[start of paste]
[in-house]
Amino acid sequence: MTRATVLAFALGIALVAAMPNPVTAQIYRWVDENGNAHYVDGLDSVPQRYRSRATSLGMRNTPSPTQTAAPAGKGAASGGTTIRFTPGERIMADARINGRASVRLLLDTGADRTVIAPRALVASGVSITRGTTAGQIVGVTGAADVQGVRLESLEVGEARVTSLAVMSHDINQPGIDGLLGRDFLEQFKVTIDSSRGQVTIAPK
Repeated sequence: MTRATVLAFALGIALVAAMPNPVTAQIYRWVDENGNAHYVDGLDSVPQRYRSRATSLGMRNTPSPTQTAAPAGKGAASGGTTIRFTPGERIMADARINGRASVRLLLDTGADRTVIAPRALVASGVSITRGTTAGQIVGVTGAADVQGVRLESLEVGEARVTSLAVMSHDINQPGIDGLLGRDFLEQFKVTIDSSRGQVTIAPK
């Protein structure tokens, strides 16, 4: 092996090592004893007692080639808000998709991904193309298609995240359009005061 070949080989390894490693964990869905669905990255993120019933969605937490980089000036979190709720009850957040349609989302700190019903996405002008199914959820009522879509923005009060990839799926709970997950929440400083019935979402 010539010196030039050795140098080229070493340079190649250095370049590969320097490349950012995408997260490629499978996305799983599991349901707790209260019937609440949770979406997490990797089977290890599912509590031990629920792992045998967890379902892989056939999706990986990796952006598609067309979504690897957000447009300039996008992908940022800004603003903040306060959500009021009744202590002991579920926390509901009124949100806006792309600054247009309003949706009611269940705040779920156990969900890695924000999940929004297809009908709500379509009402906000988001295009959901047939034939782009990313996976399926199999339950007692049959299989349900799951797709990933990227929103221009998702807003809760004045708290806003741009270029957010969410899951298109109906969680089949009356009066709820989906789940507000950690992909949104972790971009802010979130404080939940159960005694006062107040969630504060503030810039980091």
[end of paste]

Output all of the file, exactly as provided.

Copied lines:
[in-house]
Amino acid sequence: MTRATVLAFALGIALVAAMPNPVTAQIYRWVDENGNAHYVDGLDSVPQRYRSRATSLGMRNTPSPTQTAAPAGKGAASGGTTIRFTPGERIMADARINGRASVRLLLDTGADRTVIAPRALVASGVSITRGTTAGQIVGVTGAADVQGVRLESLEVGEARVTSLAVMSHDINQPGIDGLLGRDFLEQFKVTIDSSRGQVTIAPK
Repeated sequence: MTRATVLAFALGIALVAAMPNPVTAQIYRWVDENGNAHYVDGLDSVPQRYRSRATSLGMRNTPSPTQTAAPAGKGAASGGTTIRFTPGERIMADARINGRASVRLLLDTGADRTVIAPRALVASGVSITRGTTAGQIVGVTGAADVQGVRLESLEVGEARVTSLAVMSHDINQPGIDGLLGRDFLEQFKVTIDSSRGQVTIAPK
């Protein structure tokens, strides 16, 4: 092996090592004893007692080639808000998709991904193309298609995240359009005061 070949080989390894490693964990869905669905990255993120019933969605937490980089000036979190709720009850957040349609989302700190019903996405002008199914959820009522879509923005009060990839799926709970997950929440400083019935979402 010539010196030039050795140098080229070493340079190649250095370049590969320097490349950012995408997260490629499978996305799983599991349901707790209260019937609440949770979406997490990797089977290890599912509590031990629920792992045998967890379902892989056939999706990986990796952006598609067309979504690897957000447009300039996008992908940022800004603003903040306060959500009021009744202590002991579920926390509901009124949100806006792309600054247009309003949706009611269940705040779920156990969900890695924000999940929004297809009908709500379509009402906000988001295009959901047939034939782009990313996976399926199999339950007692049959299989349900799951797709990933990227929103221009998702807003809760004045708290806003741009270029957010969410899951298109109906969680089949009356009066709820989906789940507000950690992909949104972790971009802010979130404080939940159960005694006062107040969630504060503030810039980091």